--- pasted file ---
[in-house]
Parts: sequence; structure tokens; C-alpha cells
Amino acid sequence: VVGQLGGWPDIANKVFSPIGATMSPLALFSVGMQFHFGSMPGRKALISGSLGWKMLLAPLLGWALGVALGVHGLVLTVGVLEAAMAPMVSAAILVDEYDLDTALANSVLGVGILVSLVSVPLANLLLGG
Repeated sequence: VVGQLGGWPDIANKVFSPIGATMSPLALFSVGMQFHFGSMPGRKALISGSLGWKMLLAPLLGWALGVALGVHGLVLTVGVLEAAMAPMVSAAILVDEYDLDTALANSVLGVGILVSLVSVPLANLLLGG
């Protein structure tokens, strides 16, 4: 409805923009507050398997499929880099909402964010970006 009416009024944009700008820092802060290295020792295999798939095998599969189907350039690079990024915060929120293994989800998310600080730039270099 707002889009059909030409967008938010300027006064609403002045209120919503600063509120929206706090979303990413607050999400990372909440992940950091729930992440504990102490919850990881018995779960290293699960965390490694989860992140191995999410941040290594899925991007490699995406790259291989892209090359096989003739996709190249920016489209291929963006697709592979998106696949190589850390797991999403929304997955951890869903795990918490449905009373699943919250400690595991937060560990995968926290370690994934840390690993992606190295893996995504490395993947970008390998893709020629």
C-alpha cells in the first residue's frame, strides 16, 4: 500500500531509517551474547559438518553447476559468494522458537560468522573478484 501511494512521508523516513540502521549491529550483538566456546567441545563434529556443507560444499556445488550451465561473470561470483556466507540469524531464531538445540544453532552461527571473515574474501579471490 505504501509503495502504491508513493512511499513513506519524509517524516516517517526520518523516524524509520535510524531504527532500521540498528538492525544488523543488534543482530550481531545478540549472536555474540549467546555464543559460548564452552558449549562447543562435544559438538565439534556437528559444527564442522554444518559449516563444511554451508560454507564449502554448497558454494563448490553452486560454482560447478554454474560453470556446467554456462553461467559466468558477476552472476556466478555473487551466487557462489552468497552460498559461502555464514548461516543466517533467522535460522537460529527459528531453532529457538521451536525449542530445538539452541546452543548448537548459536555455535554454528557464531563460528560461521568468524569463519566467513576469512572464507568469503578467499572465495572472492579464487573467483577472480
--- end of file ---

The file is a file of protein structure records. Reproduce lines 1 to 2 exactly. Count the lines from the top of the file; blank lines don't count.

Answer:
[in-house]
Parts: sequence; structure tokens; C-alpha cells